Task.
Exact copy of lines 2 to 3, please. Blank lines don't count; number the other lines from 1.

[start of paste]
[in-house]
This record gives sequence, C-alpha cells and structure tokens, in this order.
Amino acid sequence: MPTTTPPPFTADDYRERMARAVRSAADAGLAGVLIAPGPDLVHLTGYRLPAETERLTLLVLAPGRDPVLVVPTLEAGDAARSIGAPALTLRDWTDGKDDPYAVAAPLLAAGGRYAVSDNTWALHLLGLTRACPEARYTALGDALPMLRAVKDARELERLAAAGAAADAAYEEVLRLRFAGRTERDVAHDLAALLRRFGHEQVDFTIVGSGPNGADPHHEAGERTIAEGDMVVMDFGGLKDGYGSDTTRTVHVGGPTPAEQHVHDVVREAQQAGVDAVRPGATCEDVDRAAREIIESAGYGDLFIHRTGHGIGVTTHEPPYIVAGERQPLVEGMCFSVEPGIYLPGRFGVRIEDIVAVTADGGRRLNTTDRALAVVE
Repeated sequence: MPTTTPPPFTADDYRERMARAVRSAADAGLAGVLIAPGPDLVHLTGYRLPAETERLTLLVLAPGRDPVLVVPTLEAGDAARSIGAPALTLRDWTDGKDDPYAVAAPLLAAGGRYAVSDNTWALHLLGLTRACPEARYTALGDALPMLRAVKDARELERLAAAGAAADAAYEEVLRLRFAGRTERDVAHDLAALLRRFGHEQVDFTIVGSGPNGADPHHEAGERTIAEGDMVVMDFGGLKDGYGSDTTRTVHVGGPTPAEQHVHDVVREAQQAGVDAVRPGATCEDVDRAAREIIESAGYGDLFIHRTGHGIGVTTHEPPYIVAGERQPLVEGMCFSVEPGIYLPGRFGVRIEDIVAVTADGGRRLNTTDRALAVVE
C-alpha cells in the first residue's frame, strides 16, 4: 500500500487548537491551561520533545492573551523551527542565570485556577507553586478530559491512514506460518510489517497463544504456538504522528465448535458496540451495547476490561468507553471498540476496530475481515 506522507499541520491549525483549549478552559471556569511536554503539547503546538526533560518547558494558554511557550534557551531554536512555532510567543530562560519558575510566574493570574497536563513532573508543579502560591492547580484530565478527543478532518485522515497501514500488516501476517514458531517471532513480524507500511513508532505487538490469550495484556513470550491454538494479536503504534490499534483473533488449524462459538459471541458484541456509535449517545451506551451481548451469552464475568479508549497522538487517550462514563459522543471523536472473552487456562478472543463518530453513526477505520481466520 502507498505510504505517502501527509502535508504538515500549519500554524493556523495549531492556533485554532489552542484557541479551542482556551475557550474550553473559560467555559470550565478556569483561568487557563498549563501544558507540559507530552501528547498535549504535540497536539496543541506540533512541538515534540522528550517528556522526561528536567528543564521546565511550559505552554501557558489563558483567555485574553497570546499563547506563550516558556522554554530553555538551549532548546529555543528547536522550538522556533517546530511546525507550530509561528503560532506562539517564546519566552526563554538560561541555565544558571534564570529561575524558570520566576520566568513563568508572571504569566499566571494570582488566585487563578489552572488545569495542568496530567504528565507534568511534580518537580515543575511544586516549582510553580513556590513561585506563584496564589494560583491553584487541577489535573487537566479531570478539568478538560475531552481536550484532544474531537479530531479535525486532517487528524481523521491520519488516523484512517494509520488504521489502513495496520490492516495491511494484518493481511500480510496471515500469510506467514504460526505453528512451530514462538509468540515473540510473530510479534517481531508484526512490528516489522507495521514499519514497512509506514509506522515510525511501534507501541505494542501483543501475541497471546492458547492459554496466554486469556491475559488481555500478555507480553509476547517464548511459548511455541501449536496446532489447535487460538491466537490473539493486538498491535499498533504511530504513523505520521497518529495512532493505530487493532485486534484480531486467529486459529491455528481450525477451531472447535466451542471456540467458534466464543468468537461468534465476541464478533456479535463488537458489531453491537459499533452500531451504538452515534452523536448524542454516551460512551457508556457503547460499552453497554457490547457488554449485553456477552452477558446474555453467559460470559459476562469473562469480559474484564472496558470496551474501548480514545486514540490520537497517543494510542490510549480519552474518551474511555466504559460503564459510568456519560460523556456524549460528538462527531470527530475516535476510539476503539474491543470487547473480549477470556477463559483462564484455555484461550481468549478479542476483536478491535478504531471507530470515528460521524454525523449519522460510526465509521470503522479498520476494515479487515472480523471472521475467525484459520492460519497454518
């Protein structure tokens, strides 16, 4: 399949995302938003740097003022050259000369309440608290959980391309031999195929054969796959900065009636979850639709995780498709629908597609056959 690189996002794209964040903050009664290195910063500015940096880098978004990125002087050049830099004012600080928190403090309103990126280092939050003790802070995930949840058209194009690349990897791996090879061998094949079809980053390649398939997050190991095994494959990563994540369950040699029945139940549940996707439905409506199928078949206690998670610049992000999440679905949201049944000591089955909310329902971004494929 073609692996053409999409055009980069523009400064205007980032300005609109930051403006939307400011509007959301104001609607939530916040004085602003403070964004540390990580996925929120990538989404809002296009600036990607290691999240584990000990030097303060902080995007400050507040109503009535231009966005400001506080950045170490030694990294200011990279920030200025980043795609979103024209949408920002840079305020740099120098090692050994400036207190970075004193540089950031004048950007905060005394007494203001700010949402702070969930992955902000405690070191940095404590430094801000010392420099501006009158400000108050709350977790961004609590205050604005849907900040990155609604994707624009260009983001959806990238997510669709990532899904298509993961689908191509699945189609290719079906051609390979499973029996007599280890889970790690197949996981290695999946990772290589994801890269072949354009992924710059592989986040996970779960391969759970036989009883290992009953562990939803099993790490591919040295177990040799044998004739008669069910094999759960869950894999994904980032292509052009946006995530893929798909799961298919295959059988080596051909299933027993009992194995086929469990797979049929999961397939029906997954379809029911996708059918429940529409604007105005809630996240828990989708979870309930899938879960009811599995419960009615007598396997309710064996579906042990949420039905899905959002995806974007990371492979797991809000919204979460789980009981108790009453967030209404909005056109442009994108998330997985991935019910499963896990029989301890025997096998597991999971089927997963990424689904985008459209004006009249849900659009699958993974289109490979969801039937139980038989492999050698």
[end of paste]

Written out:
This record gives sequence, C-alpha cells and structure tokens, in this order.
Amino acid sequence: MPTTTPPPFTADDYRERMARAVRSAADAGLAGVLIAPGPDLVHLTGYRLPAETERLTLLVLAPGRDPVLVVPTLEAGDAARSIGAPALTLRDWTDGKDDPYAVAAPLLAAGGRYAVSDNTWALHLLGLTRACPEARYTALGDALPMLRAVKDARELERLAAAGAAADAAYEEVLRLRFAGRTERDVAHDLAALLRRFGHEQVDFTIVGSGPNGADPHHEAGERTIAEGDMVVMDFGGLKDGYGSDTTRTVHVGGPTPAEQHVHDVVREAQQAGVDAVRPGATCEDVDRAAREIIESAGYGDLFIHRTGHGIGVTTHEPPYIVAGERQPLVEGMCFSVEPGIYLPGRFGVRIEDIVAVTADGGRRLNTTDRALAVVE